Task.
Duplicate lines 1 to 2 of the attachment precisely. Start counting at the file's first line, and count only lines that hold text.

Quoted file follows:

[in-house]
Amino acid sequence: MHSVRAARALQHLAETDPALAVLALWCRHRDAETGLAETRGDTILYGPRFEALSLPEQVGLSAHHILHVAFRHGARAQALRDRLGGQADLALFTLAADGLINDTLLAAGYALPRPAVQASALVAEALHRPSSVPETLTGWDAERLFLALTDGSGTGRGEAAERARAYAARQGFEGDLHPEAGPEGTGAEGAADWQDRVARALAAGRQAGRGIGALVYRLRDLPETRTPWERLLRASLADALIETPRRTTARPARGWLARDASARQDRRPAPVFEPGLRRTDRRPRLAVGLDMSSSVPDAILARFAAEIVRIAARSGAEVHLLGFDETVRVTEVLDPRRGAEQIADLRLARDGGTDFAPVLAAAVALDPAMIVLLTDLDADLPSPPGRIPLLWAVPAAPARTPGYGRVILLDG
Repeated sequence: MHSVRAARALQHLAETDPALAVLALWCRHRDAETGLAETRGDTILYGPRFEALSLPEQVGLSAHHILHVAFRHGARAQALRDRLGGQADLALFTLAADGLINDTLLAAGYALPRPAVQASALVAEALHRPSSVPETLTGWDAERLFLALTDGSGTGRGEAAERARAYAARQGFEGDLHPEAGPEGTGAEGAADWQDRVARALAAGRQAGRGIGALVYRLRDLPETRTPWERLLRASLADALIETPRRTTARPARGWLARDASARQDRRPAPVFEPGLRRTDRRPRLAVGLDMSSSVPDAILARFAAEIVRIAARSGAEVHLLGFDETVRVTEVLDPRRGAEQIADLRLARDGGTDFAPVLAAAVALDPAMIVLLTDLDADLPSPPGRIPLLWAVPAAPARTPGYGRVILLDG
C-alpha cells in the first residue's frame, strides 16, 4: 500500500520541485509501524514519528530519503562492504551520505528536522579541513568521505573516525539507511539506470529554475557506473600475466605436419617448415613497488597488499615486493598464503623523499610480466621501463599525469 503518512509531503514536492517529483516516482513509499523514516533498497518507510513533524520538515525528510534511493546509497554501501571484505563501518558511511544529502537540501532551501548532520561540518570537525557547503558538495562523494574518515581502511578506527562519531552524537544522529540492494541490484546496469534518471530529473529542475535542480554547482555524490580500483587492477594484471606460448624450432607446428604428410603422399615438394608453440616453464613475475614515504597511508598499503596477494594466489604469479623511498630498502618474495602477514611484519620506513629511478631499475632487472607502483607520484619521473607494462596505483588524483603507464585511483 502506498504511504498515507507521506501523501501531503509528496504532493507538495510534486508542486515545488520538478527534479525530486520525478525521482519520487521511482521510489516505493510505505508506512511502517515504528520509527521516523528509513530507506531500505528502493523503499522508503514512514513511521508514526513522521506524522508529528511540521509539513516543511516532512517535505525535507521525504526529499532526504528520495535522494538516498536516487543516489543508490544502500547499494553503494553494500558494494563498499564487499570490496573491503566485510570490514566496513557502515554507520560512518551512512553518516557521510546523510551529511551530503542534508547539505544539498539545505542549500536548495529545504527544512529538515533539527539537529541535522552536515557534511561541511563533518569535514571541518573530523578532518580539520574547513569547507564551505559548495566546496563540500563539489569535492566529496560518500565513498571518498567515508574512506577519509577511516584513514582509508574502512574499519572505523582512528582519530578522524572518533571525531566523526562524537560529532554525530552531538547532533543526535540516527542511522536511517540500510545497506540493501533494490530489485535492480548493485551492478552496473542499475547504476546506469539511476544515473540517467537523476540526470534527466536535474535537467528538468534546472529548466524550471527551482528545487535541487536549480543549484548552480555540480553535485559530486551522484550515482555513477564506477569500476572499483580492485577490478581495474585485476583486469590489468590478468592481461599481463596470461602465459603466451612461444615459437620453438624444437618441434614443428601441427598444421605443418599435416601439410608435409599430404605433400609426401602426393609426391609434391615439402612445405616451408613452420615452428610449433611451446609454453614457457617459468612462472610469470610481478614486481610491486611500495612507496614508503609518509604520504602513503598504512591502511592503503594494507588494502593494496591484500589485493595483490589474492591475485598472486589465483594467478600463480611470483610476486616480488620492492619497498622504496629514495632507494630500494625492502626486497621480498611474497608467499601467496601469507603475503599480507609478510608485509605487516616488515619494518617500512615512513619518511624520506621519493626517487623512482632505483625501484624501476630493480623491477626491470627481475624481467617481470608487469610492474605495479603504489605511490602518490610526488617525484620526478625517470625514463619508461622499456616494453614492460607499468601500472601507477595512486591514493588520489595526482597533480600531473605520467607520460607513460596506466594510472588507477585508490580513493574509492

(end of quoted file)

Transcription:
[in-house]
Amino acid sequence: MHSVRAARALQHLAETDPALAVLALWCRHRDAETGLAETRGDTILYGPRFEALSLPEQVGLSAHHILHVAFRHGARAQALRDRLGGQADLALFTLAADGLINDTLLAAGYALPRPAVQASALVAEALHRPSSVPETLTGWDAERLFLALTDGSGTGRGEAAERARAYAARQGFEGDLHPEAGPEGTGAEGAADWQDRVARALAAGRQAGRGIGALVYRLRDLPETRTPWERLLRASLADALIETPRRTTARPARGWLARDASARQDRRPAPVFEPGLRRTDRRPRLAVGLDMSSSVPDAILARFAAEIVRIAARSGAEVHLLGFDETVRVTEVLDPRRGAEQIADLRLARDGGTDFAPVLAAAVALDPAMIVLLTDLDADLPSPPGRIPLLWAVPAAPARTPGYGRVILLDG